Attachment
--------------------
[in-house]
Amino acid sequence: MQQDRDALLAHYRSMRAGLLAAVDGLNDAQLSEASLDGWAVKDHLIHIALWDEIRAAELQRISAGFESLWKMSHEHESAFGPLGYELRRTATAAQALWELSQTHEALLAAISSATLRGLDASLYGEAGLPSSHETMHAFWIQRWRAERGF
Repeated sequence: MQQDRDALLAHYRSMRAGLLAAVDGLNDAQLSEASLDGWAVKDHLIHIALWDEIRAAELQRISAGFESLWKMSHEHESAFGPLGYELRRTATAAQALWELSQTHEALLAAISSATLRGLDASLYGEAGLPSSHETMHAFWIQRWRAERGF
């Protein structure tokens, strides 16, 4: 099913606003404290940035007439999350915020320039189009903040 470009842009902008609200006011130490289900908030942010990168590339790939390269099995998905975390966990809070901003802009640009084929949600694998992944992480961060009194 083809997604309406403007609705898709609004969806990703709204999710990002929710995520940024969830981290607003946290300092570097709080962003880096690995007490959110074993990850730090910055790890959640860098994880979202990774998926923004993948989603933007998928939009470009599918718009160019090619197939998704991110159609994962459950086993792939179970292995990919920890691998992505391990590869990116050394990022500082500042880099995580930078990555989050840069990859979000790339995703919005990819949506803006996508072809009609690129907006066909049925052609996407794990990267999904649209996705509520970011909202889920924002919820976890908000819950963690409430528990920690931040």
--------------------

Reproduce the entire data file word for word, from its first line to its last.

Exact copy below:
[in-house]
Amino acid sequence: MQQDRDALLAHYRSMRAGLLAAVDGLNDAQLSEASLDGWAVKDHLIHIALWDEIRAAELQRISAGFESLWKMSHEHESAFGPLGYELRRTATAAQALWELSQTHEALLAAISSATLRGLDASLYGEAGLPSSHETMHAFWIQRWRAERGF
Repeated sequence: MQQDRDALLAHYRSMRAGLLAAVDGLNDAQLSEASLDGWAVKDHLIHIALWDEIRAAELQRISAGFESLWKMSHEHESAFGPLGYELRRTATAAQALWELSQTHEALLAAISSATLRGLDASLYGEAGLPSSHETMHAFWIQRWRAERGF
């Protein structure tokens, strides 16, 4: 099913606003404290940035007439999350915020320039189009903040 470009842009902008609200006011130490289900908030942010990168590339790939390269099995998905975390966990809070901003802009640009084929949600694998992944992480961060009194 083809997604309406403007609705898709609004969806990703709204999710990002929710995520940024969830981290607003946290300092570097709080962003880096690995007490959110074993990850730090910055790890959640860098994880979202990774998926923004993948989603933007998928939009470009599918718009160019090619197939998704991110159609994962459950086993792939179970292995990919920890691998992505391990590869990116050394990022500082500042880099995580930078990555989050840069990859979000790339995703919005990819949506803006996508072809009609690129907006066909049925052609996407794990990267999904649209996705509520970011909202889920924002919820976890908000819950963690409430528990920690931040």